“808 – Demo”
This was another one of the demos recorded by Jeff in his apartment. It features a LOT of Jeff’s really cool guitar parts. The whole thing sounds really big and beautiful. There was also a ton of improvising going on with this recording, not many of the parts were really concrete yet, it just feels really loose and free and fun. I particularly like the end violin stuff—I remember singing those parts to Wen-Jay and her playing them back to me and then layering it all and it was one of the first times I was able to build a string “section” like that, something that I continue to do and still find so rewarding.
“Barnacles – Live at Music Hall of Williamsburg”
This is another recording from a Don Giovanni showcase at Music Hall but this one is from 2013. That year we were headlining and I was so excited and had been looking forward to it for months, but of course—my luck being what it is—that night there was a blizzard and the Mayor of NYC shut down the subways. The crowd was small but the people that made it out were so, so happy to be there, they cheered throughout the whole set and made me feel really good, I will always look back on that show as being one of the most special ones that I have ever played. This version of “Barnacles” was just performed solo—no horns, so I didn’t really know what to do at the end which is funny. I was just kind of fucking around until I said “thank you.”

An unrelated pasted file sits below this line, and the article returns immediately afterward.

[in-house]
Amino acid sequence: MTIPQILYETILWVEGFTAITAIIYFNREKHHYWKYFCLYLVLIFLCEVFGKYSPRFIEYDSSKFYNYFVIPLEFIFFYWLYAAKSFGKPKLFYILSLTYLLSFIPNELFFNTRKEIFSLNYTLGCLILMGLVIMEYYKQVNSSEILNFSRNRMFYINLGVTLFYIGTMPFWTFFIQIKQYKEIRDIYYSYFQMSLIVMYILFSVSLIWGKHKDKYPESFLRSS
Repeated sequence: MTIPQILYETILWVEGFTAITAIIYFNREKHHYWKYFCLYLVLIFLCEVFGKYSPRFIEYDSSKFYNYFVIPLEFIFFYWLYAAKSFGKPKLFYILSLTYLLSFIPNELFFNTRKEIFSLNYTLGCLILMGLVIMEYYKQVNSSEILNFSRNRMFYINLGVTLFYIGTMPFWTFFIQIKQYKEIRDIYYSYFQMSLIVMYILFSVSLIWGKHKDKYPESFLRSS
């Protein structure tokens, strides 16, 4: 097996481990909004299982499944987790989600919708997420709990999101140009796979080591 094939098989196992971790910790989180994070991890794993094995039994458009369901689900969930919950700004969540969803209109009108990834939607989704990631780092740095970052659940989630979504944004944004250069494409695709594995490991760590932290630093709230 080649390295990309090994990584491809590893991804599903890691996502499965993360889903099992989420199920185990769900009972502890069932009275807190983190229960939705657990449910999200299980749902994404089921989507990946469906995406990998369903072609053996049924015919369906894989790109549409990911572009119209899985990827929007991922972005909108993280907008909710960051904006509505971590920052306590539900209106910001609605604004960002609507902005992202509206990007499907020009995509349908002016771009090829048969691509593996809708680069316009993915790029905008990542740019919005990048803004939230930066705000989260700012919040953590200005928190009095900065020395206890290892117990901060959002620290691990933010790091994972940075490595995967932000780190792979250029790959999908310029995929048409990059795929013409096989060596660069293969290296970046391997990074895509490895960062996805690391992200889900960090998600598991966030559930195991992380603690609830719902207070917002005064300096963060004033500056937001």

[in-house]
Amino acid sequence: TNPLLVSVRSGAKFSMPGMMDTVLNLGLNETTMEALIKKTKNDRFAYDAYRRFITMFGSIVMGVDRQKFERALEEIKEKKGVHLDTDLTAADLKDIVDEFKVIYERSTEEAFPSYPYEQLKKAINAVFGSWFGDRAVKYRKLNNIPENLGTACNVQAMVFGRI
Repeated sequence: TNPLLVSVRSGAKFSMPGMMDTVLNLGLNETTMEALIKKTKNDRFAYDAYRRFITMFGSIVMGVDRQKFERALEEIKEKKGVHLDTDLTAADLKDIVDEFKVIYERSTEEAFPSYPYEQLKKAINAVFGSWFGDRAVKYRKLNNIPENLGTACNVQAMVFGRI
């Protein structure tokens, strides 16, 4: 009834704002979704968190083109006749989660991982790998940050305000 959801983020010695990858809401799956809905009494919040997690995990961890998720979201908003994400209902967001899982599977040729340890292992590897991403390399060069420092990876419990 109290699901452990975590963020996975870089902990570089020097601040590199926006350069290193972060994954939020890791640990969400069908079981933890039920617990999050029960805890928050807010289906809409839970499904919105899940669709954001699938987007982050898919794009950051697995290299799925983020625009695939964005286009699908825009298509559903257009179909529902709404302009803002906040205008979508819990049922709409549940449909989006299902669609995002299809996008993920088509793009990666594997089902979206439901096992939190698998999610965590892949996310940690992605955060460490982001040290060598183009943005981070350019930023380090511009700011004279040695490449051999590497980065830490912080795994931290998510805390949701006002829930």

“The Wait – Alternate Mix”
This is another beautiful mix by Eric Bennett from the Sit Resist sessions, that we somehow didn’t use for the album version. The scope of this mix is just so much wider, you can really hear all the guitar stuff played by Peter Naddeo. Peter actually wasn’t at the studio for any of the recording (we were making this record around Christmas and New Years and he had gone home to Pennsylvania for the duration) but he recorded all of his parts remotely and sent them to us after we were finished with basic tracking. I remember Eric opening up the files and us all listening to the parts mixed in for the first time and hearing just how much the song opened up, it was so exciting.